Singapore Airlines has made headlines last week for hiring their first ever female pilots in the history of the company.
It’s fairly remarkable that it has taken Singapore Airlines this long to hire women as cockpit crew, especially given Singapore’s small population that shrinks the pool of qualified personnel even further.
Travel & Leisure had an article about it this weekend (you can find it here).
Singapore Airlines announced this week that it has hired its first female pilots, two women who were recruited as cadet pilots in August. Prior to taking the controls of a commercial airline, they will have to complete training in Singapore and Australia over the next two to three years.
SIA spokesman Nicholas Ionides revealed that the airline has no targets in place in terms of the number of women they’re looking to hire. “We will recruit whoever is the most qualified,” he said. Affiliates SilkAir and Scoot already employ female pilots, but this is a first for the national airline.
The article goes on saying that the booming aviation sector in Asia is outpacing the number of qualified male candidates and therefore the industry is forces to overcome the gender bias in cockpit crew hires.
Asia is facing 100 million new visitors every year, and many airlines are in search of pilots and are advertising directly to women to meet the demand. “There is such an enormous demand to meet the growth that the gender bias will have to be pushed aside,” Sherry Carbary, vice president of flight services for Boeing Co., told Bloomberg.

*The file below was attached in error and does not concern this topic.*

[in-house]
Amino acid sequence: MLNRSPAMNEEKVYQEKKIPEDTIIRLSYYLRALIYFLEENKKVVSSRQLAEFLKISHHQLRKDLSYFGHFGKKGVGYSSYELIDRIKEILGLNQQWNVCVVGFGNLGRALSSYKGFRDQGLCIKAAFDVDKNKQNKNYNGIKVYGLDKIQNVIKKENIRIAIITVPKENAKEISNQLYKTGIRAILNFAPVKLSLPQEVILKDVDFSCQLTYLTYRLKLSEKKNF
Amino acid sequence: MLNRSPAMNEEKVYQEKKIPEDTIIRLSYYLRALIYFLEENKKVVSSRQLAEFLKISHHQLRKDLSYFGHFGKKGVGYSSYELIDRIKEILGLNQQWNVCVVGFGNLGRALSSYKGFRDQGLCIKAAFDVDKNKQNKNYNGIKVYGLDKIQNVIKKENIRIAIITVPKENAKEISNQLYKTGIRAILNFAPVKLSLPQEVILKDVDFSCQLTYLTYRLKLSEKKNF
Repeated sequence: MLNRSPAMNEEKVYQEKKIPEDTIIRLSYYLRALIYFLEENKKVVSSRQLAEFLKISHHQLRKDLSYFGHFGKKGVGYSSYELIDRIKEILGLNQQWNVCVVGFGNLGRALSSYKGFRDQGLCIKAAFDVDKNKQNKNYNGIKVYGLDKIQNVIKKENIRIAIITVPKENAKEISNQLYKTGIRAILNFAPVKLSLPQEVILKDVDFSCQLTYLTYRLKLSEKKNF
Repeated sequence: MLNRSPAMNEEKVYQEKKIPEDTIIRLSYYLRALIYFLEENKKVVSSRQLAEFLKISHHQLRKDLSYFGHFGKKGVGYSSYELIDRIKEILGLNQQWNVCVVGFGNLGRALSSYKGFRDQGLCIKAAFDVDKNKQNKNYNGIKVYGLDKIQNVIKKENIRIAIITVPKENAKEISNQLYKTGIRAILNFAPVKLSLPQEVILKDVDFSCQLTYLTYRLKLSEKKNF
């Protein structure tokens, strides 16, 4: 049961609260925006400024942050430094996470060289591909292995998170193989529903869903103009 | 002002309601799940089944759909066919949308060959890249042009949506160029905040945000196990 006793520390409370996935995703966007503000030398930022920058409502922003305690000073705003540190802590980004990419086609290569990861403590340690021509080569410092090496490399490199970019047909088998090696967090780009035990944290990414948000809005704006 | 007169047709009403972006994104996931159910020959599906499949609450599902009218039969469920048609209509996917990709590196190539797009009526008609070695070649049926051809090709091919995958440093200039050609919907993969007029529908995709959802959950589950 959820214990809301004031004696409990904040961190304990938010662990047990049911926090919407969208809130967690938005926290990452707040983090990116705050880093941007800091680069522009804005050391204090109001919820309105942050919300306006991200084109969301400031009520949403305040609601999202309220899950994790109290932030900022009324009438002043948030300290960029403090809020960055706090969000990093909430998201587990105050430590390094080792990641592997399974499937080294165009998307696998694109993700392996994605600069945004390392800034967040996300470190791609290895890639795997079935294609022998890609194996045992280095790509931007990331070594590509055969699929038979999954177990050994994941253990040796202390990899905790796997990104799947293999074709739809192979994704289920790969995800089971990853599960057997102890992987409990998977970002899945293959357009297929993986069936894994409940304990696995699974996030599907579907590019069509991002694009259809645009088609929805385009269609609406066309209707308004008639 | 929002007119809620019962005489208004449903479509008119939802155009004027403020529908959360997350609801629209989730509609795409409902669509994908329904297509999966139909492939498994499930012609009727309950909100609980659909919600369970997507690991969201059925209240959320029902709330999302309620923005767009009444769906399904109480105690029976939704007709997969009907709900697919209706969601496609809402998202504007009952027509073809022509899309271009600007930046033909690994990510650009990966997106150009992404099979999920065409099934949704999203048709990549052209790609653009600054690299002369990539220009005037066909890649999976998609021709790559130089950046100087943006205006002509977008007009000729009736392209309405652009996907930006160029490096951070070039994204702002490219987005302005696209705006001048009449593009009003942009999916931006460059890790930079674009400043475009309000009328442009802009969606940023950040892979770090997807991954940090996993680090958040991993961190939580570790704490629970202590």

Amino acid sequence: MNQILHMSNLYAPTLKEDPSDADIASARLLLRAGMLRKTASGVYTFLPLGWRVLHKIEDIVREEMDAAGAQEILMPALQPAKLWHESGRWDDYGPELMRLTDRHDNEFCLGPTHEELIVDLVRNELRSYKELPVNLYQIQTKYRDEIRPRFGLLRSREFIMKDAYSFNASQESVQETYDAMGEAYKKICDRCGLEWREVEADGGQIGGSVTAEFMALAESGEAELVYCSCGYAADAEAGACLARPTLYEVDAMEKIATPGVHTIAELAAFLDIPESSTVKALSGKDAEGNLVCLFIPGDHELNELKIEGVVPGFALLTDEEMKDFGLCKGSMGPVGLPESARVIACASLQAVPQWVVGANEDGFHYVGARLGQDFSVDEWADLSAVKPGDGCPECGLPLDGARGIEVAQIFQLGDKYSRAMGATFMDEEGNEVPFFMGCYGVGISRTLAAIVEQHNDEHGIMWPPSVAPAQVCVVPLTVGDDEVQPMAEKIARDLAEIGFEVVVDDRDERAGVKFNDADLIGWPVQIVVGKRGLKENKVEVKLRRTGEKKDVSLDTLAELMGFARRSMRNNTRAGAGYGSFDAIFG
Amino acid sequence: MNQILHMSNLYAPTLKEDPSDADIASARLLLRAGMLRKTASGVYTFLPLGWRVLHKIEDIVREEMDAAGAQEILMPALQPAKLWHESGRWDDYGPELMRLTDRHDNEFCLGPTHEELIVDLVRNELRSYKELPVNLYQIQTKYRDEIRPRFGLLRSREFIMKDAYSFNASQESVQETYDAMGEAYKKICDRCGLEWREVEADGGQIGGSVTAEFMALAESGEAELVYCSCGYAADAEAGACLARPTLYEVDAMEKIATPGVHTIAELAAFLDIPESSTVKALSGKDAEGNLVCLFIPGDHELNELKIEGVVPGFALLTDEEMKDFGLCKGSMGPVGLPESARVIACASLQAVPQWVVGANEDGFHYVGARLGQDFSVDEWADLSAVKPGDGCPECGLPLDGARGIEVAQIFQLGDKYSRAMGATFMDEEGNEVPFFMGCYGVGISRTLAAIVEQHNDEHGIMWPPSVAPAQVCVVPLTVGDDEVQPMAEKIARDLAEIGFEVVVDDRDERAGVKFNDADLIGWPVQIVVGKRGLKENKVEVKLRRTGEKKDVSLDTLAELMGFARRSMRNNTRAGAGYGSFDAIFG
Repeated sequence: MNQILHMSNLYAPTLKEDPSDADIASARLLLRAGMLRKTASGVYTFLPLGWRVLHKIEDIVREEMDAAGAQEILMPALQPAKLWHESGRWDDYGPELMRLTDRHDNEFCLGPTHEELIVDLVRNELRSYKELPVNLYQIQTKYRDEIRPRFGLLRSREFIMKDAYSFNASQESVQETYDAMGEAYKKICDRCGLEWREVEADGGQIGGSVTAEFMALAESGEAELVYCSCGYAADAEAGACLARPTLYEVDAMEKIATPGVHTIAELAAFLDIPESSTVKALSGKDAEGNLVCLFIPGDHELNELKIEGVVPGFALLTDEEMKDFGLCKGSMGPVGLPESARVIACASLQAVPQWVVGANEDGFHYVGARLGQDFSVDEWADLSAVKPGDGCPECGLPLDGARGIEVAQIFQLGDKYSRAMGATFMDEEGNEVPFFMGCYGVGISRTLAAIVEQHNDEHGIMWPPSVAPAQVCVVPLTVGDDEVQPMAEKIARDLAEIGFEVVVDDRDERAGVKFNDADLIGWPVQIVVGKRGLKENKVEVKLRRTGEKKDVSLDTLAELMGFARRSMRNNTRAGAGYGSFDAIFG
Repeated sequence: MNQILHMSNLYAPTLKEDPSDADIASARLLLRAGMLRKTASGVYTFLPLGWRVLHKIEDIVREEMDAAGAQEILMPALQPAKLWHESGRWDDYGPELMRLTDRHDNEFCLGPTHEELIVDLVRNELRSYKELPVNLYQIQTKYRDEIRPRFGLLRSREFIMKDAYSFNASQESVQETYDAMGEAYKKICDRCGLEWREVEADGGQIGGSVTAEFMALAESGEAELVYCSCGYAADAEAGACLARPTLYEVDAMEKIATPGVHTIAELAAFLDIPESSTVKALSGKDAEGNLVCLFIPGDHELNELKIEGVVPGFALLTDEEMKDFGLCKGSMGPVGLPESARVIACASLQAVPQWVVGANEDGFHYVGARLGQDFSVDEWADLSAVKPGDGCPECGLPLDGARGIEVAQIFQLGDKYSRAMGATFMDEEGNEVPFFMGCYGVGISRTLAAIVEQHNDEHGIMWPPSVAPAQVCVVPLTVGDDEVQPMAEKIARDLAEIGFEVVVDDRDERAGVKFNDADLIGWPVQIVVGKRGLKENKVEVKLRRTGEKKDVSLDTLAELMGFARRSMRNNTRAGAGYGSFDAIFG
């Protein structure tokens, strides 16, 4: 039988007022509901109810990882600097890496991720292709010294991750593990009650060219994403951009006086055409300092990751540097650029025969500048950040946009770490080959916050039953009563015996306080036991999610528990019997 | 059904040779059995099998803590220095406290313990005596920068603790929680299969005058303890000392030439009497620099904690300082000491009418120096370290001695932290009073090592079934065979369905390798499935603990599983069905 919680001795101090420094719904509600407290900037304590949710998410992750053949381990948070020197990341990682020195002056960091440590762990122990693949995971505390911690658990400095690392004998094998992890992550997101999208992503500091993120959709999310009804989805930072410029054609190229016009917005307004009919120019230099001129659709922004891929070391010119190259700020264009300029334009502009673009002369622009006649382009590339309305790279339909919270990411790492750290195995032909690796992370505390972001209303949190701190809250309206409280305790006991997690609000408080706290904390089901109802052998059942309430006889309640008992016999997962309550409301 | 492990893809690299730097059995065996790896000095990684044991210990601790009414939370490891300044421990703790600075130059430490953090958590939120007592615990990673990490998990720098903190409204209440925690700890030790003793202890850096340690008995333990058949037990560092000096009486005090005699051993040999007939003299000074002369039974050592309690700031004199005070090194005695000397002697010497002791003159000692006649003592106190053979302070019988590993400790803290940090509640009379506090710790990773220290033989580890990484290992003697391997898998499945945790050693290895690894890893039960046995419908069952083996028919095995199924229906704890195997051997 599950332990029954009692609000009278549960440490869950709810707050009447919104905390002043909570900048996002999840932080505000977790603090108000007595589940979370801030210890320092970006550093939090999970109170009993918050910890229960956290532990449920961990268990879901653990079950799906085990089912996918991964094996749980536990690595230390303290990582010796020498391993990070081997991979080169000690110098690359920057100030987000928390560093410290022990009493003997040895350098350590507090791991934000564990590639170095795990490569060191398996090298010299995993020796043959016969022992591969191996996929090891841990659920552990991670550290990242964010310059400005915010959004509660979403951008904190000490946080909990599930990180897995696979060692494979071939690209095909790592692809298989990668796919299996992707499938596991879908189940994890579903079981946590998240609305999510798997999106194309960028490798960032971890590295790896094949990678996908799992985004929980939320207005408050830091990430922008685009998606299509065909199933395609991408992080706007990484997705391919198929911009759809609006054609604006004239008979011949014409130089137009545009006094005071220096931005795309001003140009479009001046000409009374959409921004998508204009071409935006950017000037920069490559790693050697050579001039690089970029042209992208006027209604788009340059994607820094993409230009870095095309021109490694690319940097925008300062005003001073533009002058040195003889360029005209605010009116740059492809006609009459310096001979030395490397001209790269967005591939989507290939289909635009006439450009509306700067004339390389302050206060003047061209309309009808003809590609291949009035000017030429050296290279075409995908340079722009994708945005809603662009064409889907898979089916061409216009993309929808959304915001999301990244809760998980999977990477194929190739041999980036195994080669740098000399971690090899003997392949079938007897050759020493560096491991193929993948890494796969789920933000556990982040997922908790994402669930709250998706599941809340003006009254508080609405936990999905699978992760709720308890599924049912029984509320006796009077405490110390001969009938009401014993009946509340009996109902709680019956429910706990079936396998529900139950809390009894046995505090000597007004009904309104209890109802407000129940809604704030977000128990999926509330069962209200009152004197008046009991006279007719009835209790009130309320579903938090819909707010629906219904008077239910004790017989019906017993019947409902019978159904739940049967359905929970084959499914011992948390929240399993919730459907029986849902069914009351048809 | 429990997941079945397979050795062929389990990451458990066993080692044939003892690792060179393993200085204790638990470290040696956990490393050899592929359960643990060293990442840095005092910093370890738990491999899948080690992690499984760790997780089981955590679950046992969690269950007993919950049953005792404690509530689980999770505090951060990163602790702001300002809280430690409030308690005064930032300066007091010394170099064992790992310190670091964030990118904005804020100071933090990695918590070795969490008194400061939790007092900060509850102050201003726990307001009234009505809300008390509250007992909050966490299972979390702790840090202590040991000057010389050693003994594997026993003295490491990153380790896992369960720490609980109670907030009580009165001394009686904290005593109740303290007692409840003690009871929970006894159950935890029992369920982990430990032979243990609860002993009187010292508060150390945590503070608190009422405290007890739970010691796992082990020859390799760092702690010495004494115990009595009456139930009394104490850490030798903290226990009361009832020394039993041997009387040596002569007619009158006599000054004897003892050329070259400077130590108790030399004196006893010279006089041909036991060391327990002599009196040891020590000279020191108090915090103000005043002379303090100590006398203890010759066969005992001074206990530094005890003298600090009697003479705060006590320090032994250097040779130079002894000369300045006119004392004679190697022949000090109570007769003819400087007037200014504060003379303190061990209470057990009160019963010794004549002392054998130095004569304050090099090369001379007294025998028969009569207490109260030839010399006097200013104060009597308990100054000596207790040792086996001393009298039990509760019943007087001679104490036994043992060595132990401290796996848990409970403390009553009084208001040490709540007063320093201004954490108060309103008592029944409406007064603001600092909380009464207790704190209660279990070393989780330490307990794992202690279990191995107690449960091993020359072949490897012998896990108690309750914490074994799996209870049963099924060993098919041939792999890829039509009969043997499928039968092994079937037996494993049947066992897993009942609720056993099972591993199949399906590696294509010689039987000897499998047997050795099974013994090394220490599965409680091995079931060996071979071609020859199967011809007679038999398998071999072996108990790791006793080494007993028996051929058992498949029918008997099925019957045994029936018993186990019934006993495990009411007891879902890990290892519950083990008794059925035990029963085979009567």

British Airways already has a photo of a female pilot on its hiring website, EVA Air is recruiting from universities in Taiwan, and Vietnam Airlines Corp. is creating work schedules that take into account demands of family life.
Looking at the way airlines hires cockpit crew these days you find huge discrepancies ranging from really junior pilots who fly Air Asia aircraft to overseas crew in the way Cathay Pacific does. I can’t remember the last time when I was on a CX flight and the captain wasn’t Australian or British. Even though the airlines has many Hong Kong Chinese First Officers.
There is no reason why airlines should engage in a hiring policy that is gender based. As in so many professions where assessment centers are the final hurdle, test results and talent are the only indicator to decide whether or not someone is qualified to pilot an aircraft.
In a related matter, a few weeks ago an all female cockpit crew of Royal Brunei piloted a 787 Dreamliner to Jeddah (see The Independent article here).